A new insurance law that will make it harder for insurers to refuse to pay claims comes into force today.
The Consumer Insurance Act was demanded by the Law Commission and initially opposed by insurer body the Association of British Insurers. It puts the onus on insurers to ask customers for information, not on customers having to volunteer it.
Uberrima fidesUnder the old law, based on a principle called "utmost good faith" (Uberrima fides), customers had a duty to tell insurers any information that might affect their policy. But most punters didn't know what information was relevant or not. Insurers could then refuse to pay a claim, blaming the customer for not having told them a supposedly vital piece of information.
The Financial Ombudsman Service had increasingly over-ruled the law, acting on behalf of customers, making clear it was not fair for insurers to deny claims when they had not asked for information at the time they sold the policies. But many customers who had claims denied never took their case to the ombudsman.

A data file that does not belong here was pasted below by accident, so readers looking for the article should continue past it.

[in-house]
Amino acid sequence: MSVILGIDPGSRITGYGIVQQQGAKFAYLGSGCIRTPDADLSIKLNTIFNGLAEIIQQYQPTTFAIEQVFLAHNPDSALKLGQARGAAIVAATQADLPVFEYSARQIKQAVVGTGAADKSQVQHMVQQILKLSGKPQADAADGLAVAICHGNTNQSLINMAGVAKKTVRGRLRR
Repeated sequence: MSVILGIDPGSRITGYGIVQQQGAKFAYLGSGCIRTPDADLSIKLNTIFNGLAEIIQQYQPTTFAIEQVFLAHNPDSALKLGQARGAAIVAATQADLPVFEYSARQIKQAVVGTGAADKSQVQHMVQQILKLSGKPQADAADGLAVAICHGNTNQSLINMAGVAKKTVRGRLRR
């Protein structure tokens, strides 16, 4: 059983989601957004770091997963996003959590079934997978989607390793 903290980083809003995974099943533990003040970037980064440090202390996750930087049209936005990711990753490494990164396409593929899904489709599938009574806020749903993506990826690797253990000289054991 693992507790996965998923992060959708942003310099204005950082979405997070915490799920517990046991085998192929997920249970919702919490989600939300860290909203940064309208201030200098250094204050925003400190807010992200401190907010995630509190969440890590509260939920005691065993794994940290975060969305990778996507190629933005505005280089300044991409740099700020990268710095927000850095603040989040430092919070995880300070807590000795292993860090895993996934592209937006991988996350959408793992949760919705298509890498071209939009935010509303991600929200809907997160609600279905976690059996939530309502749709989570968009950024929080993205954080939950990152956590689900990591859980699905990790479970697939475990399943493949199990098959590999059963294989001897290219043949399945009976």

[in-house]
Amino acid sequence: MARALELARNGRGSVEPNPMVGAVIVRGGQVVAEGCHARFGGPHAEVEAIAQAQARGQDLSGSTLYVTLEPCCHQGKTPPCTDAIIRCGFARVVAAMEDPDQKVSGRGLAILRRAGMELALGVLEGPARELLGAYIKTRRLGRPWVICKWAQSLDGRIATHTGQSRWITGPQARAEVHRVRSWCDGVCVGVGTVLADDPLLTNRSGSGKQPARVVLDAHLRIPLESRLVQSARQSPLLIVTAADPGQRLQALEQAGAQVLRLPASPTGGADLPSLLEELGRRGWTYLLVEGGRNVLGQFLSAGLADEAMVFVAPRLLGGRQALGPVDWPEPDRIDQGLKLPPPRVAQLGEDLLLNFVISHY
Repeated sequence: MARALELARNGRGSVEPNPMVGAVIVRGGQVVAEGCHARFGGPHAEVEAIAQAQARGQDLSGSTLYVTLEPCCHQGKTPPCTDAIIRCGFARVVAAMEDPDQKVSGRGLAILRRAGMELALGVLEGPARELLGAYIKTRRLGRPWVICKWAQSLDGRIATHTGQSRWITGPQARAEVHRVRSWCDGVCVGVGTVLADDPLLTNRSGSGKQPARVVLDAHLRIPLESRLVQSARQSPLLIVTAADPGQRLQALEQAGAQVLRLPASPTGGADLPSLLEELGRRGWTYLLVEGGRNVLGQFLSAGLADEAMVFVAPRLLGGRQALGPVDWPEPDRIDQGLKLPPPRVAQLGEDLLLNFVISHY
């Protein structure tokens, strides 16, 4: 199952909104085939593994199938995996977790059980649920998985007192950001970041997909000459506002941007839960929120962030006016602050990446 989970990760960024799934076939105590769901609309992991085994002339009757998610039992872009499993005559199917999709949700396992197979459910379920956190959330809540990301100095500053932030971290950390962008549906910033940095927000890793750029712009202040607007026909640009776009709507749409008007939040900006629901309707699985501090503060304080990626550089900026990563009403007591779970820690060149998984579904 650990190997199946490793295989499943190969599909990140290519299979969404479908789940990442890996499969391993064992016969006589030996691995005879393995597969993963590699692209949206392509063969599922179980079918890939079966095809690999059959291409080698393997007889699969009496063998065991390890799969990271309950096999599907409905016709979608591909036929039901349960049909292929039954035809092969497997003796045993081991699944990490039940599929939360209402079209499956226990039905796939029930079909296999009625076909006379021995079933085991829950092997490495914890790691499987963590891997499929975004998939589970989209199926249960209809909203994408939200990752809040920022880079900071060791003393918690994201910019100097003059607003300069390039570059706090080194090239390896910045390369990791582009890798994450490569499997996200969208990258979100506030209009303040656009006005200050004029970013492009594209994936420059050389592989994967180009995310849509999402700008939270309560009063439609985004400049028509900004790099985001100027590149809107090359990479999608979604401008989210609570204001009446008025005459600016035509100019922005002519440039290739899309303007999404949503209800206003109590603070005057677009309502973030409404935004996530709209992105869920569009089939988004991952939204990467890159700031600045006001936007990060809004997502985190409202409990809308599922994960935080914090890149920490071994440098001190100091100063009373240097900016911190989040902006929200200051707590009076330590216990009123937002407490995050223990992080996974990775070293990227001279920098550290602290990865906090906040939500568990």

Long arm of the Law CommissionDavid Hertzell, the Law Commissioner who has worked on the new law since 2007, welcomed the fact that the law had finally come on stream. "The key thing is that the inconsistency between the law, the Financial Services Authority's regulation, the Financial Ombudsman and the ABO code of practice has been taken out. There's now one place to look for clarity.
The ABI said: "We want customers to take out insurance policies with the confidence that they are covered. By placing a legal duty on insurers to ask customers all relevant questions at point of sale, people will know exactly what they need to disclose upfront.
The Consumer Insurance Act will:
- Place a duty on insurers to ask customers all relevant questions about the specific information required at point of sale
- Provide legal protection for customers that claims will not be declined for non-disclosure unless information is deliberately or carelessly withheld or misleading
- Apply to all personal insurance, such as home, car and travel insurance, life, critical illness and income protection insurance, health and pension annuities.
- Apply no matter how insurance is purchased, be it online, by telephone or face to face.
Fierce competition and consumer who want to buy fast and cheap means insurers are unlikely to start asking more questions, slowing the selling process and making it more expensive, so the likely outcome will simply be fewer claims turned down.